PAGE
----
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Title: Supporting the recovery of black individuals who use community mental health services
Author: Bird, Victoria Jane
ISNI:       0000 0004 5368 3183
Awarding Body: King's College London
Current Institution: King's College London (University of London)
Date of Award: 2015
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Despite a recovery orientation being mental health policy within England, the perceptions of recovery and the effectiveness of recovery-focused interventions for black individuals are under-researched. This thesis describes the development and evaluation of an intervention to support the recovery of black individuals who use community mental health services. The Medical Research Council (MRC) framework for designing and evaluating complex interventions was the guiding scientific framework, with an embedded experimental mixed method design adopted. A systematic review and narrative synthesis identified the evidence base regarding the meaning of recovery for mental health service users. The Conceptual Framework of Recovery was developed from the review. Only one study included in the review focused on the perceptions of recovery for black individuals. Four focus groups with 26 participants and 14 semi-structured interviews were conducted with service users who self-ascribed their ethnicity as black. The results were used to develop the Framework of Recovery Support, in which identity - (re)gaining a positive sense of self, was central to recovery. The Conceptual Framework of Recovery and Framework of Recovery Support were used to develop a component of the REFOCUS pro-recovery intervention called Working Practice 1: Understanding Values and Treatment Preferences. The effectiveness of the REFOCUS intervention for black individuals was assessed in a pre-planned subgroup analysis of a cluster randomised controlled trial (RCT). One hundred and ten service users participated in the RCT, with 81 (74%) followed up after 12 months. The two primary outcomes were personal recovery (Questionnaire about the Process of Recovery) and service satisfaction (Client-Satisfaction Questionnaire - 8 item version). Secondary outcomes included hope, empowerment, wellbeing, quality of life, symptom levels and clinical need. Multilevel mixed-effects regression modelling, which controlled for clustering at the team level, was conducted for the analysis of treatment effect. A process evaluation embedded within the trial included interviews with eight individuals who had received the intervention. Results indicated that the intervention had no effect on either recovery (p=0.693) or service satisfaction (p=0.77). However, the intervention significantly improved service user-rated level of met need. Overall the intervention was well-received and associated with positive experiences, however the process evaluation highlighted issues with routine implementation.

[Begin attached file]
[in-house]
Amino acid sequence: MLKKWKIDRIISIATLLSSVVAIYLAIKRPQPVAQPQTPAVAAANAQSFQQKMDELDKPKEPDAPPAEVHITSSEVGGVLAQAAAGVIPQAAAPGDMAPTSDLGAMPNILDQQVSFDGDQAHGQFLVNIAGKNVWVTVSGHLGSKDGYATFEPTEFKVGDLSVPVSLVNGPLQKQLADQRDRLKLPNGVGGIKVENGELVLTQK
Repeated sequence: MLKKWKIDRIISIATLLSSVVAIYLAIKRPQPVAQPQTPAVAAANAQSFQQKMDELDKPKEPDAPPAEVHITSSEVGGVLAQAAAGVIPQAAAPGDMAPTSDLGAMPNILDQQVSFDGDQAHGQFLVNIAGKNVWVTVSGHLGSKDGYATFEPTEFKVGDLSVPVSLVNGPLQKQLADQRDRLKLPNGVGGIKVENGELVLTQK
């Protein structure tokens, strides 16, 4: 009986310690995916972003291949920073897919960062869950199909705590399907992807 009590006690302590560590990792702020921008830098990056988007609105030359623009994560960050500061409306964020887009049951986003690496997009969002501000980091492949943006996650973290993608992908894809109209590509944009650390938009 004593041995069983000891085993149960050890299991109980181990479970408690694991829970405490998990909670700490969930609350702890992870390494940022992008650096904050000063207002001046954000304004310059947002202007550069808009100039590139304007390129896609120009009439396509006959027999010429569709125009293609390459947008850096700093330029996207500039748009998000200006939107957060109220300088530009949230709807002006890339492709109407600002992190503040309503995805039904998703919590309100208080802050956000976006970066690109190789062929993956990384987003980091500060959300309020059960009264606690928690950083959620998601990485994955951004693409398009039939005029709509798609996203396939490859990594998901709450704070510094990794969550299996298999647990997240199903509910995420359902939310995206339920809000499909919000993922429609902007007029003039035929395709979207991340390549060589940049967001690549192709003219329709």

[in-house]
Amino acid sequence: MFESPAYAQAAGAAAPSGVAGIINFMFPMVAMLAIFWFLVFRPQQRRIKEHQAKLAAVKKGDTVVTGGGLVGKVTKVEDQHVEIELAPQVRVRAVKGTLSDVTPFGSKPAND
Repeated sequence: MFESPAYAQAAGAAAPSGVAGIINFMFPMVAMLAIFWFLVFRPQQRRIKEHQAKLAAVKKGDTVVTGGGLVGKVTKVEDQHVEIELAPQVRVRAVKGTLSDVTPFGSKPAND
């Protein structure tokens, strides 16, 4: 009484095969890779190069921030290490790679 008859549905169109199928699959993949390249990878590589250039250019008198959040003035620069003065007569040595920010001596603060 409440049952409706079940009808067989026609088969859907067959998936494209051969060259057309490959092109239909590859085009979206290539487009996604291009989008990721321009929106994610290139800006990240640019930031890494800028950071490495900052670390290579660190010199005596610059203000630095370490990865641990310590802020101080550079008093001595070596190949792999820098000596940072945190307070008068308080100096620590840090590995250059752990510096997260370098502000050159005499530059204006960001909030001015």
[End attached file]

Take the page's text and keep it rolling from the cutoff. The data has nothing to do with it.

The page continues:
Supervisor: Jamieson-Craig, Thomas Kern ; Slade, Mike Dominic Sponsor: Not available
Qualification Name: Thesis (Ph.D.) Qualification Level: Doctoral
EThOS ID:  DOI: Not available